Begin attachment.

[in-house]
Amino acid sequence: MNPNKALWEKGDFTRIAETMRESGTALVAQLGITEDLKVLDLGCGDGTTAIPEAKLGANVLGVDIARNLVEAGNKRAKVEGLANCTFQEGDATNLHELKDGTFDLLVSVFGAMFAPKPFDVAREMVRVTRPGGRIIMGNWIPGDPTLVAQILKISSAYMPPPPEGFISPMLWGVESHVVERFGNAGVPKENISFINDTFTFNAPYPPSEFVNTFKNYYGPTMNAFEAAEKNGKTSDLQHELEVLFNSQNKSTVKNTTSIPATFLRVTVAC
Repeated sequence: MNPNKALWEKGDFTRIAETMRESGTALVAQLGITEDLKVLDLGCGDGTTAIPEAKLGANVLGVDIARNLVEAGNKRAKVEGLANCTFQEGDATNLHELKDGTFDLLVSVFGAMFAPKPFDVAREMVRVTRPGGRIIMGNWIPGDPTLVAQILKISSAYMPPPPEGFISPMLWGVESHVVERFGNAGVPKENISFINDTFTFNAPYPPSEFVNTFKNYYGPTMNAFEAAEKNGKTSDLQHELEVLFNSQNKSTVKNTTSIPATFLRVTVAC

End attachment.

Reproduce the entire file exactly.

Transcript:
[in-house]
Amino acid sequence: MNPNKALWEKGDFTRIAETMRESGTALVAQLGITEDLKVLDLGCGDGTTAIPEAKLGANVLGVDIARNLVEAGNKRAKVEGLANCTFQEGDATNLHELKDGTFDLLVSVFGAMFAPKPFDVAREMVRVTRPGGRIIMGNWIPGDPTLVAQILKISSAYMPPPPEGFISPMLWGVESHVVERFGNAGVPKENISFINDTFTFNAPYPPSEFVNTFKNYYGPTMNAFEAAEKNGKTSDLQHELEVLFNSQNKSTVKNTTSIPATFLRVTVAC
Repeated sequence: MNPNKALWEKGDFTRIAETMRESGTALVAQLGITEDLKVLDLGCGDGTTAIPEAKLGANVLGVDIARNLVEAGNKRAKVEGLANCTFQEGDATNLHELKDGTFDLLVSVFGAMFAPKPFDVAREMVRVTRPGGRIIMGNWIPGDPTLVAQILKISSAYMPPPPEGFISPMLWGVESHVVERFGNAGVPKENISFINDTFTFNAPYPPSEFVNTFKNYYGPTMNAFEAAEKNGKTSDLQHELEVLFNSQNKSTVKNTTSIPATFLRVTVAC